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General Assembly President outlines progress on UN World Summit issues

General Assembly President outlines progress on UN World Summit issues

United Nations Member States are ready to step up talks on decisions made by world leaders at the September 2005 World Summit in New York in the areas of peace-building, terrorism, human rights, development and UN management, the President of the General Assembly said today.

"What I think we have now behind us is a period of setting the stage, a period of mapping the positions, and of course, this is the period when Members States established negotiating positions as clearly as possible," General Assembly President Eliasson of Sweden said at a Headquarters press briefing after six weeks of work.

"What we now are entering, and that's why I wanted to see you at this juncture, is a period of more intense negotiations," he told correspondents.

The issues that took precedence, he said were those which were given deadlines in the Summit outcome document, which called for a Peacebuilding Commission to be in place by the end of this year, a new Human Rights Council around the same time, and a comprehensive convention on terrorism during the current session of the Assembly, which ends on 30 September 2006.

In regard to the Peacebuilding Commission, Mr. Eliasson said the final stage of negotiations had been reached and a draft would be presented to delegations at informal consultations tomorrow. Next week, reactions to the draft would be solicited to resolve the two outstanding issues – reporting lines and membership.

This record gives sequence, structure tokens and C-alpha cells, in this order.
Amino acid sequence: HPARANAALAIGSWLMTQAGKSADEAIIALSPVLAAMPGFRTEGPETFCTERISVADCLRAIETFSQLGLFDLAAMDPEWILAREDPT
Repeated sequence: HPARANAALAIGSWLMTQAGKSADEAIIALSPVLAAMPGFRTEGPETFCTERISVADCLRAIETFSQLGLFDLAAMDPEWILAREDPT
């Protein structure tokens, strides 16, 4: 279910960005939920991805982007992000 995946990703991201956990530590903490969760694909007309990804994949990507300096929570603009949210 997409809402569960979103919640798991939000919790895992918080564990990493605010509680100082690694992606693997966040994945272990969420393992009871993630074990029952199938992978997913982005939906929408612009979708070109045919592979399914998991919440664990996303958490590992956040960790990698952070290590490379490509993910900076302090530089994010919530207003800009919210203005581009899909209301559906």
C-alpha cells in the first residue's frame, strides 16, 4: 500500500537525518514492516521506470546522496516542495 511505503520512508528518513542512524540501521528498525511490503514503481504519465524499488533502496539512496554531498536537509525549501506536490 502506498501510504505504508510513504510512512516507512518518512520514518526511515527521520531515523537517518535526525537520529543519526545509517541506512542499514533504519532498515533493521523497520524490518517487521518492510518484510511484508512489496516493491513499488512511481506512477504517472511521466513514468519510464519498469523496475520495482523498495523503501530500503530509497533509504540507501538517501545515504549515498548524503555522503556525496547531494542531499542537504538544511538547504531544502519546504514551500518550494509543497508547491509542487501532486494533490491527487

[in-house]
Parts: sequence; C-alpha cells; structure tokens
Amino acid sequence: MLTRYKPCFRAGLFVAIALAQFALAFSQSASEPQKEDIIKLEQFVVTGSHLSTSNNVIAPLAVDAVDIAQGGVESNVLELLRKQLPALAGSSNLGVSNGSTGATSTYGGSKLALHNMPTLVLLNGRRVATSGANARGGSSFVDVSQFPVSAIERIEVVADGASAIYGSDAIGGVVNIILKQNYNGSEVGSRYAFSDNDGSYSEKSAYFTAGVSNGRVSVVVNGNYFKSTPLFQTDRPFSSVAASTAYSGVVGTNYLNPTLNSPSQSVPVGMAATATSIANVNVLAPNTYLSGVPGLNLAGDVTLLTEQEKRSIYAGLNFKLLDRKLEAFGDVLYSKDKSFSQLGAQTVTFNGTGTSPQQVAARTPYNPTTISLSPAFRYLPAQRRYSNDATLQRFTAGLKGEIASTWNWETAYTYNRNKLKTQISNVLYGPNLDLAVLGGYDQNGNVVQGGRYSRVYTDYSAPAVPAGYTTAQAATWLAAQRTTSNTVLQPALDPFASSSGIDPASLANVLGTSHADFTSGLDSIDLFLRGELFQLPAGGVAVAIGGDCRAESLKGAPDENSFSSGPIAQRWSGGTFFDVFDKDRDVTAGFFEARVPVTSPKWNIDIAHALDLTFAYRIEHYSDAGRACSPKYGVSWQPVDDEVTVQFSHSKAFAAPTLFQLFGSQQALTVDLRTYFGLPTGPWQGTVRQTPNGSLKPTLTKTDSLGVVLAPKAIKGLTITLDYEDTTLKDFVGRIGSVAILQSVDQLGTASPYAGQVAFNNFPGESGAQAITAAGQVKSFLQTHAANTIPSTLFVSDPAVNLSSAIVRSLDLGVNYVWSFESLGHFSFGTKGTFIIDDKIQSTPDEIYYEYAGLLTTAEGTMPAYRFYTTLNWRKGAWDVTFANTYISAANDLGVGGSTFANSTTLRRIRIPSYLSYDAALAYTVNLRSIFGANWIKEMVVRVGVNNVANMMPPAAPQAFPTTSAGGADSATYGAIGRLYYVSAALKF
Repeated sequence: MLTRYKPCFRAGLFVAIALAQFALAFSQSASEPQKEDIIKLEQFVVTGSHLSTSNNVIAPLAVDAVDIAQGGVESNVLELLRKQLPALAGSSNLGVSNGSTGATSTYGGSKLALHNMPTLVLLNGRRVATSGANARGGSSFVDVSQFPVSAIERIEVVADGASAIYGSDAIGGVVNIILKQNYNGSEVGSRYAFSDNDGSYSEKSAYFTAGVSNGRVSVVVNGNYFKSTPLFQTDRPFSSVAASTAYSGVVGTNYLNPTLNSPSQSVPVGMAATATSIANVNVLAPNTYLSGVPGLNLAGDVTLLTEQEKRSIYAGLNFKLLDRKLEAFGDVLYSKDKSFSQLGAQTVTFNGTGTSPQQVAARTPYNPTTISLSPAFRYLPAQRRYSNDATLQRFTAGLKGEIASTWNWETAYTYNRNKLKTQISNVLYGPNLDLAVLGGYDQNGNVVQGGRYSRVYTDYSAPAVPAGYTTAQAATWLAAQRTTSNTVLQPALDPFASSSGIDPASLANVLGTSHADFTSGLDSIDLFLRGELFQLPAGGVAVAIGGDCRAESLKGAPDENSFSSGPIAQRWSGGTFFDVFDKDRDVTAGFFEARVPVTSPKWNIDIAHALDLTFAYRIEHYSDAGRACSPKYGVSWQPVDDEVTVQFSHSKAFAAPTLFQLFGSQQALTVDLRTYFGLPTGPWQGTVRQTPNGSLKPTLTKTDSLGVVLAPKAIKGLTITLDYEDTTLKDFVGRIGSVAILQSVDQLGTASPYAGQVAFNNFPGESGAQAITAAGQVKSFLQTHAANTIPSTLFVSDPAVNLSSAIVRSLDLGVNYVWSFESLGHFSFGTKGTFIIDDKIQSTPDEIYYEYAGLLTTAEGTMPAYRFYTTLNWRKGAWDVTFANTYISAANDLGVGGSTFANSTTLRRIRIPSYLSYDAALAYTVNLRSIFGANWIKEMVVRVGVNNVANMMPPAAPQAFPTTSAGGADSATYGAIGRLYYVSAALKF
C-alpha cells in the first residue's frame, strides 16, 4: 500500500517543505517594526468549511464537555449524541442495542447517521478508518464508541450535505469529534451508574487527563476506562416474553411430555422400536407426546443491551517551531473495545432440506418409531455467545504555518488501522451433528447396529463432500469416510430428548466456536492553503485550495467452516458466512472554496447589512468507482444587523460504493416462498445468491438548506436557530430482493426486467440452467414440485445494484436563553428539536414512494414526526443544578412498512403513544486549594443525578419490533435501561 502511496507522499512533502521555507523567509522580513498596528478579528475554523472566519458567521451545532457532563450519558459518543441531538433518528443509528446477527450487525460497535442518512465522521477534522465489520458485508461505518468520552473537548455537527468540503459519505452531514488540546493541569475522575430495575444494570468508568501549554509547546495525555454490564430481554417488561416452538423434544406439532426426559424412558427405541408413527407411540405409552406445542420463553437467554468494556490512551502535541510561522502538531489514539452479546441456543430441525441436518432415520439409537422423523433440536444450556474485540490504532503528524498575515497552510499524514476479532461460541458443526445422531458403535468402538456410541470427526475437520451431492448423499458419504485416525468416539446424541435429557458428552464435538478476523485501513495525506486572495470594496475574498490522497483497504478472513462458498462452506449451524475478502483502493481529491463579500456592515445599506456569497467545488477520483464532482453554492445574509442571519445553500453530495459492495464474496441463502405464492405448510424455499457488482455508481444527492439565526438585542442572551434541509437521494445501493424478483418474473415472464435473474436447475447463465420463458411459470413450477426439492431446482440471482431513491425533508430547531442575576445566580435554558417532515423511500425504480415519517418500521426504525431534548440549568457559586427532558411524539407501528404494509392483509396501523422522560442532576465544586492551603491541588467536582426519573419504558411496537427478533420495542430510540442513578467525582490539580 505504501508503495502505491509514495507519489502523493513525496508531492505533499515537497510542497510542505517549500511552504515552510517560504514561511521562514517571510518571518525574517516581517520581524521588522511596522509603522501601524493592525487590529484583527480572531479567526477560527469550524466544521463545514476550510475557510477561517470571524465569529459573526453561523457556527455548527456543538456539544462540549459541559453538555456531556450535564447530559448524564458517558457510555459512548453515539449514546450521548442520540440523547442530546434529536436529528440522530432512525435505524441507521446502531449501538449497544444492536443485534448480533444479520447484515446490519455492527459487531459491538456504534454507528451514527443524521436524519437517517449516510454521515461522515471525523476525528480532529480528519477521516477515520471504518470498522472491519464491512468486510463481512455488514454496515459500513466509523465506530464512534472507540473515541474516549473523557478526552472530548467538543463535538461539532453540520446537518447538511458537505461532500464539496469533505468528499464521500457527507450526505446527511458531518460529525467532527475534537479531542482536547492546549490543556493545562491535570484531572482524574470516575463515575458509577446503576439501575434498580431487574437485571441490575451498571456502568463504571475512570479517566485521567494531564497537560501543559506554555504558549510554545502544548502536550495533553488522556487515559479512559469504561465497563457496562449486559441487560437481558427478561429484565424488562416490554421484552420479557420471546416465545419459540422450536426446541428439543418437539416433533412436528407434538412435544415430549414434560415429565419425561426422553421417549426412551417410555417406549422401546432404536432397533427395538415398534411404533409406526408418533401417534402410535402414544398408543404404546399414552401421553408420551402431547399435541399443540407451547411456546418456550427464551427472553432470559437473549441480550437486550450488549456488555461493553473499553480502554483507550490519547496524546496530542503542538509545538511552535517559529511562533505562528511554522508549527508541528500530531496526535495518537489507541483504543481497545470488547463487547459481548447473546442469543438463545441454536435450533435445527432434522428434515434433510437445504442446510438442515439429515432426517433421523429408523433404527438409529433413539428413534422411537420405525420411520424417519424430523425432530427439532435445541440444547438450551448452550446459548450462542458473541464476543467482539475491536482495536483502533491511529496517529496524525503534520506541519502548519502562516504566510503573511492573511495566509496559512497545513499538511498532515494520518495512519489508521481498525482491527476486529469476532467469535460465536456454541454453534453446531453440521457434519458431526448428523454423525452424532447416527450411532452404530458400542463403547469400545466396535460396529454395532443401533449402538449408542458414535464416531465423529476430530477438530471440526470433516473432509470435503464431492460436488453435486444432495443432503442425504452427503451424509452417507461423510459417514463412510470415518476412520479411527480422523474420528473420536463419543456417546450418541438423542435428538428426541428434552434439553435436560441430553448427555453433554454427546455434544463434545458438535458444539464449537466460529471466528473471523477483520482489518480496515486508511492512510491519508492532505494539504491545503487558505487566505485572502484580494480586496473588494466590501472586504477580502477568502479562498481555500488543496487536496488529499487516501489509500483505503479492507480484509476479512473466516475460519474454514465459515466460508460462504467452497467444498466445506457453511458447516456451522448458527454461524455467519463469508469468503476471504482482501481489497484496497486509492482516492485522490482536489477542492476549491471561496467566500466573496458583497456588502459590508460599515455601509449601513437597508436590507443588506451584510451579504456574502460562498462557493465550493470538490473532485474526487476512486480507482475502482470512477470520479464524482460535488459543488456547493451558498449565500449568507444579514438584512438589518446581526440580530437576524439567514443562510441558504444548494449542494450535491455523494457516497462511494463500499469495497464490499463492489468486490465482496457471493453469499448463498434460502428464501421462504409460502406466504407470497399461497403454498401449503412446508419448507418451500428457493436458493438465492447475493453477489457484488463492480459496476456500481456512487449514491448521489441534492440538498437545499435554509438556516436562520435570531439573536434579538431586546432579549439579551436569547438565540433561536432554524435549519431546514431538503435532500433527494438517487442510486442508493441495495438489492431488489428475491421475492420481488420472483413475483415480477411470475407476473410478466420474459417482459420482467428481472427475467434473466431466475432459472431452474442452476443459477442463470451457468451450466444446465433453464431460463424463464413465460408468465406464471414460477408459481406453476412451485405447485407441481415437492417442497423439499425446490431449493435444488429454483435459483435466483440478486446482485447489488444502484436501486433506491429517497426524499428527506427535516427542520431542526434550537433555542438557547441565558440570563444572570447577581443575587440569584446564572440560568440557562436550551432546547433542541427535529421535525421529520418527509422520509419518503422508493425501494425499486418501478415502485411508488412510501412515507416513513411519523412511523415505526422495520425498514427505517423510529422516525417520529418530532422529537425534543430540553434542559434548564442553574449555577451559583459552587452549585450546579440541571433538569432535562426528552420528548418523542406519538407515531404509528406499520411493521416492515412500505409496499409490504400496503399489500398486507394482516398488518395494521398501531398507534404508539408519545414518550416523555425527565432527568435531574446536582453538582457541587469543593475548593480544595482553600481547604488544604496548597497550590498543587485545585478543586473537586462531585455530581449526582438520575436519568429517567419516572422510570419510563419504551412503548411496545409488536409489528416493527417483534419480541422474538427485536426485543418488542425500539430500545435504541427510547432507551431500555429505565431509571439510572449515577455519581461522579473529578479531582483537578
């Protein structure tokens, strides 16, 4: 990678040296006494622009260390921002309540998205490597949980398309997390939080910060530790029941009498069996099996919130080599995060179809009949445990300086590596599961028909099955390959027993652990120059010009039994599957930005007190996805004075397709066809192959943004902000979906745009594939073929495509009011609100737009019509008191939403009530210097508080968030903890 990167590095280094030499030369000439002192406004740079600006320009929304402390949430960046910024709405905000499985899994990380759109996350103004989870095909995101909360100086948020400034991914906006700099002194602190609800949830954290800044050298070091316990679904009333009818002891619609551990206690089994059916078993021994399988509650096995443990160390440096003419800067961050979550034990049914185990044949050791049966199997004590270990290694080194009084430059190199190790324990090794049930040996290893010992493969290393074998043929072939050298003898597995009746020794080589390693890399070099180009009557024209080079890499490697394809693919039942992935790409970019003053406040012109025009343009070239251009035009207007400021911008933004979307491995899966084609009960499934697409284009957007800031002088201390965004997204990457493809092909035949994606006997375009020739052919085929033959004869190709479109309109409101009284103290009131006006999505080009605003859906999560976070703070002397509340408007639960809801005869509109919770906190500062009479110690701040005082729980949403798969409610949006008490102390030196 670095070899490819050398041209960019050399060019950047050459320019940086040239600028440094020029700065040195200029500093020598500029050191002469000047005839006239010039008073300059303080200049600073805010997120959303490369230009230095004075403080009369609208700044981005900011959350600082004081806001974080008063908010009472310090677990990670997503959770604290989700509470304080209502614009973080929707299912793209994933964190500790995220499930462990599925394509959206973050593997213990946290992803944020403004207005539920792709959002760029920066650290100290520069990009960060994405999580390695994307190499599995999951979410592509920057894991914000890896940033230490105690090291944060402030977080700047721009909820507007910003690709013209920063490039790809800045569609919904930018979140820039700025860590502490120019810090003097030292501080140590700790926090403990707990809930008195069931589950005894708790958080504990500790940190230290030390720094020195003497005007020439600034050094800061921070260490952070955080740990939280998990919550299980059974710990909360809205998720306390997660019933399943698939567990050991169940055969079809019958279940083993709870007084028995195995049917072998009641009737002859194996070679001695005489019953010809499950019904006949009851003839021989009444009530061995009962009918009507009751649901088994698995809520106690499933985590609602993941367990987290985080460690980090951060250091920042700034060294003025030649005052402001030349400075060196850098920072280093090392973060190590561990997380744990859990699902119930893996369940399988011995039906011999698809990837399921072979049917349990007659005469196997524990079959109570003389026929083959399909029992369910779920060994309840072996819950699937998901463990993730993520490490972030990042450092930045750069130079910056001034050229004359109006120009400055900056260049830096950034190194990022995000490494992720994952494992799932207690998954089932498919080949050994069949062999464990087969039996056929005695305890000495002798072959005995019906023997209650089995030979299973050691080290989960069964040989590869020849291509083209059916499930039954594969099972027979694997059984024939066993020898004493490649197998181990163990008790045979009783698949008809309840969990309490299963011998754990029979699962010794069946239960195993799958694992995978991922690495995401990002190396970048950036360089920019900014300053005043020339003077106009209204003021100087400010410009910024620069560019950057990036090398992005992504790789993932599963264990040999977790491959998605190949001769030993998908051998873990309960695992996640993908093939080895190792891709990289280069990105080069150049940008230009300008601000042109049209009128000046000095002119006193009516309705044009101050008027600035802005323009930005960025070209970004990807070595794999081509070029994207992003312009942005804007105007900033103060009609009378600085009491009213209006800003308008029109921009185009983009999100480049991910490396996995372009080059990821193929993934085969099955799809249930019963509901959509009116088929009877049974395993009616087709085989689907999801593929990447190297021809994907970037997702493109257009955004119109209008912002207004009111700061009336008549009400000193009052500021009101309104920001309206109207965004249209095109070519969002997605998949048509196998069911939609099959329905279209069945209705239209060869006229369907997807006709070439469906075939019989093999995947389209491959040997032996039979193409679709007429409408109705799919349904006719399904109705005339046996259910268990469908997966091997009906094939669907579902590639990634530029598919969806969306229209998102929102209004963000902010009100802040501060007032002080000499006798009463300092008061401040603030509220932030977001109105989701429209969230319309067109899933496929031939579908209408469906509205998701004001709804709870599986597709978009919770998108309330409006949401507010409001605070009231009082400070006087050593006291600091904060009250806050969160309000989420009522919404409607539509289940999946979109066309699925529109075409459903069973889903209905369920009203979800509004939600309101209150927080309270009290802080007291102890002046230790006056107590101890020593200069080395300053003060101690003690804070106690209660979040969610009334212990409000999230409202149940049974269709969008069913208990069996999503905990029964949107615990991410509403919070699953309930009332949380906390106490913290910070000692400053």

On creating an effective and more objective Human Rights Council to replace the existing Human Rights Commission, he said an options paper had been prepared, listing all possibilities, which would be pared down until a single resolution remained. Intense negotiations would be held every two or three days beginning next Wednesday, he said.

"Headaches" on the question remained election method, size, composition and transition from the existing Commission to the Council, he said. There was general agreement that the Council would be in session year round.

The right to self-determination and to resist occupation are contentious issues as they relate to the proposed terrorism convention, he said. Negotiations on a text were close, but the difficulties of those two issues could not be underestimated.

The other two issues on which the heads of State had given the Assembly a mandate to make progress on by year's end were reform of the Economic and Social Council (ECOSOC) and UN management reform, he said, including budget, accountability and oversight issues. Those were also being given a great deal of attention partly because of the spotlight created by the Oil-for-Food scandal and other problems.

Other issues such as human security, revitalization and reform of the Security Council were also under consideration, Mr. Eliasson concluded. But the focus remained on meeting the deadlines of issues that were given a time frame.

"It is time to prove that we take this document, the document of our leaders, seriously, and translate those words into concrete action," he said.